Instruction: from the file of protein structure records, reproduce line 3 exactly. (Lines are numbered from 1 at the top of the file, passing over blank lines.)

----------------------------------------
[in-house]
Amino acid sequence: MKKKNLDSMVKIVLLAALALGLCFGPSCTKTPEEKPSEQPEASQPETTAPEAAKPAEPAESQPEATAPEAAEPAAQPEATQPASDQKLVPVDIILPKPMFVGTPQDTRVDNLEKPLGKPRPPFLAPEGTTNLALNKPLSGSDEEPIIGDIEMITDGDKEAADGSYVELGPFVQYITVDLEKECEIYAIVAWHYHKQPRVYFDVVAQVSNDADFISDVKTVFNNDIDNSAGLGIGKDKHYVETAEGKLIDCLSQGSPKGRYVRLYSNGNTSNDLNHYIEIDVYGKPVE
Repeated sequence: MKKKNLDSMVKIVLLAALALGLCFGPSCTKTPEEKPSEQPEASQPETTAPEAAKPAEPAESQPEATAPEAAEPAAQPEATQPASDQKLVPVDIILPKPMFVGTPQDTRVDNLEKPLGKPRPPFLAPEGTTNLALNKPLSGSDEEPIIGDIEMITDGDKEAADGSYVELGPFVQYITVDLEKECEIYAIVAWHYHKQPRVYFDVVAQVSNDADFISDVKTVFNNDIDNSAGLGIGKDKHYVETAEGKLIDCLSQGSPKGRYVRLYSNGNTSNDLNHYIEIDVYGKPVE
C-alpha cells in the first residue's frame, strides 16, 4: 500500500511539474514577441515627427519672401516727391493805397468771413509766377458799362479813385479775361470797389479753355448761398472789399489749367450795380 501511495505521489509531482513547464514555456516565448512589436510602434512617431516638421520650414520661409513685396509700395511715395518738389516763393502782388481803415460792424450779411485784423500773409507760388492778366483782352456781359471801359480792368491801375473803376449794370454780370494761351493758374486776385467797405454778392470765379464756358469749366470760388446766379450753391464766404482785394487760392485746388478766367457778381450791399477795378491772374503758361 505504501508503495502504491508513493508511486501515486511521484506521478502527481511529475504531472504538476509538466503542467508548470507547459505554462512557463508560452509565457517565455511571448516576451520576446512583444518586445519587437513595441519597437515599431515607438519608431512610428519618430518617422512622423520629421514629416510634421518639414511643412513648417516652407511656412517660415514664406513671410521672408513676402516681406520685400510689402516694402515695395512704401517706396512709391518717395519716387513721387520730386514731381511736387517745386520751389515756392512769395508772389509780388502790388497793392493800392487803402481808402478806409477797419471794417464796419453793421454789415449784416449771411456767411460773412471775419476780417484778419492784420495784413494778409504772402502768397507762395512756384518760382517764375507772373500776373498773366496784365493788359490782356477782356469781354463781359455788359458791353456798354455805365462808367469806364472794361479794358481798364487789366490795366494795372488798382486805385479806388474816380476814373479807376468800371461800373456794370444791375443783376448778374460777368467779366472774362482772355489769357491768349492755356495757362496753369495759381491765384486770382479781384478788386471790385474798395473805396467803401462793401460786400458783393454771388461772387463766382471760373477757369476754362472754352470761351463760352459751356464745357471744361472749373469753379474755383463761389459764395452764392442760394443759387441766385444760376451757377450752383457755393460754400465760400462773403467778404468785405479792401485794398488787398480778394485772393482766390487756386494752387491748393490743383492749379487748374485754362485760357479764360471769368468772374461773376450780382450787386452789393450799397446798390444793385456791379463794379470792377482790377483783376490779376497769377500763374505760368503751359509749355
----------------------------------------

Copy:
Repeated sequence: MKKKNLDSMVKIVLLAALALGLCFGPSCTKTPEEKPSEQPEASQPETTAPEAAKPAEPAESQPEATAPEAAEPAAQPEATQPASDQKLVPVDIILPKPMFVGTPQDTRVDNLEKPLGKPRPPFLAPEGTTNLALNKPLSGSDEEPIIGDIEMITDGDKEAADGSYVELGPFVQYITVDLEKECEIYAIVAWHYHKQPRVYFDVVAQVSNDADFISDVKTVFNNDIDNSAGLGIGKDKHYVETAEGKLIDCLSQGSPKGRYVRLYSNGNTSNDLNHYIEIDVYGKPVE